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Gambling licence: Why stop there?

(Pic by vierdrie / sxc.hu)

A LICENCE has been issued to allow sports betting. At least, that is according to Tan Sri Vincent Tan, although according to our prime minister, no such licence has been issued. Bursa Malaysia has yet to take any action on the announcement because they, too, are apparently uncertain as to whether Tan or the prime minister is telling the truth. No point taking action and thereafter looking silly if it’s against the wrong person.

Those who favour a government licence claim that sports gambling is an inevitability, hence there is no reason why we should not extract some revenue from it. It is “the ends justify the means” kind of argument. Just imagine how much revenue we all could enjoy. Just think of all the subsidies that can be maintained if sports gambling was allowed. Why, we could even retire Datuk Seri Idris Jala and Tan Sri Dr Koh Tsu Koon from their respective ministerial portfolios since there would be no need to look at how to restructure and reduce subsidies any longer.

Since we’re using the “ends justify the means” logic, why not take the opportunity to license a few other things as well?

Why stop at gambling?

How about we also legalise and regulate prostitution? That would be the first other thing that comes to mind. You cannot deny it. As long as there are men with means and women without, prostitution will take place.

In fact, prostitution would be a better candidate to be licensed as compared to gambling. Yes, gambling brings tax revenue. Prostitution would also bring tax revenue, in addition to various other benefits. Not least of all, there would be health benefits all around. We could control the spread of HIV/AIDS and other sexually transmitted diseases if licensing conditions require all sex workers and their clients to undergo frequent medical checkups. Certainly, both the sex worker and the long-suffering spouse of the philandering man would also be protected.

(Pic by agastecheg / sxc.hu)

(Pic by agastecheg / sxc.hu)

How about abortions? Babies are dumped regularly. Illegal abortions happen under unhygienic conditions, risking the lives of pregnant women who decide to abort. Why not license abortions and ensure that they are carried out under safe conditions, after proper counselling and reasonable opportunities are offered to would-be mothers for them to explore all other alternatives?

Well, perhaps one may argue that abortion is tantamount to murder. Very well. Let’s license the sale and purchase of babies instead. In this way, no accidental mother would be forced to abort since she could openly sell her baby in the free market. Stamp duty could be payable on the instrument of sale, similar to how it is now imposed on the property market. Unwanted babies would end up in loving homes, cared for and nurtured by parents who have paid a handsome sum for the child.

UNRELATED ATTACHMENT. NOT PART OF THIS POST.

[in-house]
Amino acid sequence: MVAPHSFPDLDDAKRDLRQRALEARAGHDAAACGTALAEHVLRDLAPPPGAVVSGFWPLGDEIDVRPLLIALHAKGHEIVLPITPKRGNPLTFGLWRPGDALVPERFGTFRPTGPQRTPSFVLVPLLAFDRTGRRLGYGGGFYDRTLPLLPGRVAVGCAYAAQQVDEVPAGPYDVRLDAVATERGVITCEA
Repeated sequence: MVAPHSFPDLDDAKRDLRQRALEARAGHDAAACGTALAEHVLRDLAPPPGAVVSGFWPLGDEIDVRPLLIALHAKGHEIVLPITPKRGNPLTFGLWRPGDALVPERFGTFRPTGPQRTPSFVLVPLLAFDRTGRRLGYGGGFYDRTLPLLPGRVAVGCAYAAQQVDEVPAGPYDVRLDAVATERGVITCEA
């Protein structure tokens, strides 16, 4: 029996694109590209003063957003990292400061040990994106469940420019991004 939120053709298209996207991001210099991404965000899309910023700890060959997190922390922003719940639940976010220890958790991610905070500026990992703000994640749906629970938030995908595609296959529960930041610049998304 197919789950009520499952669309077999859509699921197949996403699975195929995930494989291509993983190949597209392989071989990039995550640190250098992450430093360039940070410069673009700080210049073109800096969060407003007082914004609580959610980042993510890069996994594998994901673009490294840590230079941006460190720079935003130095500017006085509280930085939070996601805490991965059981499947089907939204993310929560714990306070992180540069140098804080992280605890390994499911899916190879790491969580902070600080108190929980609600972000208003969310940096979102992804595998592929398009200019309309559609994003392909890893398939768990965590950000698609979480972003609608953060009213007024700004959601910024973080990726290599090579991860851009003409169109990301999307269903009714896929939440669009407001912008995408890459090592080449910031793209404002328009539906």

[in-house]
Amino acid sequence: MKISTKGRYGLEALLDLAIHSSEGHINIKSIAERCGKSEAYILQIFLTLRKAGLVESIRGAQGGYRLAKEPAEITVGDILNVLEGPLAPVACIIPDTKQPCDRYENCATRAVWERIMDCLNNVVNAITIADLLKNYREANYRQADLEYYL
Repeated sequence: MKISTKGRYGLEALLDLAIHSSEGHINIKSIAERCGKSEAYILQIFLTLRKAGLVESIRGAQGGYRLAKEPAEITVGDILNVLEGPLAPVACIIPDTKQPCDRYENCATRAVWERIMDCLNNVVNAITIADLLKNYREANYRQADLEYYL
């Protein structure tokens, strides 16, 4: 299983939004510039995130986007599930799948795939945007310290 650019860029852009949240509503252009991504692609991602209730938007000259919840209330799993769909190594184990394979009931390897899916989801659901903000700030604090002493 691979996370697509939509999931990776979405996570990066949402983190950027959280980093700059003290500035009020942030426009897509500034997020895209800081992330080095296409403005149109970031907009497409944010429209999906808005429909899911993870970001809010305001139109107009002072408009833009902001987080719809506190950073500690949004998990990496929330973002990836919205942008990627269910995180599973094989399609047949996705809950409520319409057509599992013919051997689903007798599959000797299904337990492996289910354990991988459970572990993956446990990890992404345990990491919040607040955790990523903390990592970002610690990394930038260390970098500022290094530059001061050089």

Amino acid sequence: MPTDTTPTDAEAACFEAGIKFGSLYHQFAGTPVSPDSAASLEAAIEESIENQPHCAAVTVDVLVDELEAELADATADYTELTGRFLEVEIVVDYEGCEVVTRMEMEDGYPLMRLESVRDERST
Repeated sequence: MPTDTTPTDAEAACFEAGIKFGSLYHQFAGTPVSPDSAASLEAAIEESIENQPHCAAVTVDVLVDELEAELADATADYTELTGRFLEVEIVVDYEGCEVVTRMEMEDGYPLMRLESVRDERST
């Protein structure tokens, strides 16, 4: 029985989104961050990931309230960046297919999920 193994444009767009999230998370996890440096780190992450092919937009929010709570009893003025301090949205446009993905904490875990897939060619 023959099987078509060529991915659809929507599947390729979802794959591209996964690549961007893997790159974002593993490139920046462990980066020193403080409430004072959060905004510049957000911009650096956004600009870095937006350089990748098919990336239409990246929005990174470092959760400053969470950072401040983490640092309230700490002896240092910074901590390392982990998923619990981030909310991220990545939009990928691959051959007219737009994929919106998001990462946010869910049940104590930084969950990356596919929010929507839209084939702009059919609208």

Am I being preposterous? Yes, but not more ridiculous than the person who says with a straight face that we should license gambling because it is inevitable. Revenue and rampancy are never good enough reasons to permit vice.

After all, if crime gets too rampant, nobody would ever suggest licensing crime instead of curbing it.

Who loses, who benefits?

Gambling, too, is not exactly a victimless vice. There are victims involved, especially when gambling becomes an addiction. A gambler’s family would, of course, suffer first. The gambler, too, may be exposed to risks if he or she seeks to fund the habit through Ah Longs or crime. Society suffers the loss of a productive member.

Conversely, who gains if a gambling licence is issued? Of course, the licence holder would be the primary party who profits. It is not conclusive that the government will gain unless a thorough study has been made into the actual costs of gambling. The study would need to compare this cost with the projected amount of revenue before a conclusion can be made that licensing sports betting would indeed help increase the government’s coffers.

Who else might gain from a sports-betting licence? We could all probably gain personally because some subsidies could remain if the government has increased revenue from gambling activities. Yes, our rice and sugar may remain a few sen cheaper. But it only takes one family member or friend to be sucked into the gambling trap to make the rice taste stale and the sugar bitter.

Chan Kheng Hoe has won fake millions playing poker on the computer, only to lose those fake millions back again.

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17 Responses to “Gambling licence: Why stop there?”

  1. thokiat says:

    Memandangkan lompat parti belum diharamkan oleh undang-undang negara, boleh juga pertimbangkan kelulusan lesen menjual beli ahli parlimen, ADUN, senator antara parti. Jadikan jual beli sedemikian telus dan terbuka supaya yang melompat tak perlu lagi sentiasa memikirkan alasan melompat seperti hilang kepercayaan dengan, demi kebaikan pengundi.

  2. Haris says:

    I don’t think it’s preposterous at all. In fact I think you make a pretty good rational case for the legalisation of both prostitution and abortion. Why would you say it’s ridiculous?

  3. This is article falls short because it could’ve started well but ended up with hand-wringing appeals to morality. I personally support the legalisation of abortion, and am on the fence on the legalisation of prostitution.

    Perhaps a better question needs to be asked — does legalisation work as a good method of prevention? For example, the question of legalising prostitutes is made iffy by two sides of the debate: the welfare of sex workers will be better taken care of, but at the same time this does not destroy, but drive up demand for prostitution and thus the demand for illegal prostitution (where we have the same problems concerning human trafficking).

  4. kimberlycun says: